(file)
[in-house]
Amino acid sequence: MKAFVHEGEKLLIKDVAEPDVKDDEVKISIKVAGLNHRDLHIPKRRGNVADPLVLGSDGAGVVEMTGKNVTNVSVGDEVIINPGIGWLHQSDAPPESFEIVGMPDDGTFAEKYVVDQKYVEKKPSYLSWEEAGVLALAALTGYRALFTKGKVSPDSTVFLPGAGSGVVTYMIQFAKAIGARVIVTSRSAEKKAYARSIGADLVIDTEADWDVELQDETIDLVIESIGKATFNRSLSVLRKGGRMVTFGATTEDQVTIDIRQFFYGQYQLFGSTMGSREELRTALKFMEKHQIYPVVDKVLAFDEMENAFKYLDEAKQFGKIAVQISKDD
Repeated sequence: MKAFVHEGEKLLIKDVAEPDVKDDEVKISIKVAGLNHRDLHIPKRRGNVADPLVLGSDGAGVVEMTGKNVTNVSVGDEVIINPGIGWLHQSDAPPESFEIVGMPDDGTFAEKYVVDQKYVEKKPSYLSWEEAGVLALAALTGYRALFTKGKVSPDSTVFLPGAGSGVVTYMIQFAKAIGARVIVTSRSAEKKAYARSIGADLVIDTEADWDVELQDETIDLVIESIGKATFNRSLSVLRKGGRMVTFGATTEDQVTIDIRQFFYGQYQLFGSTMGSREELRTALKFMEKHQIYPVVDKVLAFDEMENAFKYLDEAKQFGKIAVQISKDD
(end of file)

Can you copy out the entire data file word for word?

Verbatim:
[in-house]
Amino acid sequence: MKAFVHEGEKLLIKDVAEPDVKDDEVKISIKVAGLNHRDLHIPKRRGNVADPLVLGSDGAGVVEMTGKNVTNVSVGDEVIINPGIGWLHQSDAPPESFEIVGMPDDGTFAEKYVVDQKYVEKKPSYLSWEEAGVLALAALTGYRALFTKGKVSPDSTVFLPGAGSGVVTYMIQFAKAIGARVIVTSRSAEKKAYARSIGADLVIDTEADWDVELQDETIDLVIESIGKATFNRSLSVLRKGGRMVTFGATTEDQVTIDIRQFFYGQYQLFGSTMGSREELRTALKFMEKHQIYPVVDKVLAFDEMENAFKYLDEAKQFGKIAVQISKDD
Repeated sequence: MKAFVHEGEKLLIKDVAEPDVKDDEVKISIKVAGLNHRDLHIPKRRGNVADPLVLGSDGAGVVEMTGKNVTNVSVGDEVIINPGIGWLHQSDAPPESFEIVGMPDDGTFAEKYVVDQKYVEKKPSYLSWEEAGVLALAALTGYRALFTKGKVSPDSTVFLPGAGSGVVTYMIQFAKAIGARVIVTSRSAEKKAYARSIGADLVIDTEADWDVELQDETIDLVIESIGKATFNRSLSVLRKGGRMVTFGATTEDQVTIDIRQFFYGQYQLFGSTMGSREELRTALKFMEKHQIYPVVDKVLAFDEMENAFKYLDEAKQFGKIAVQISKDD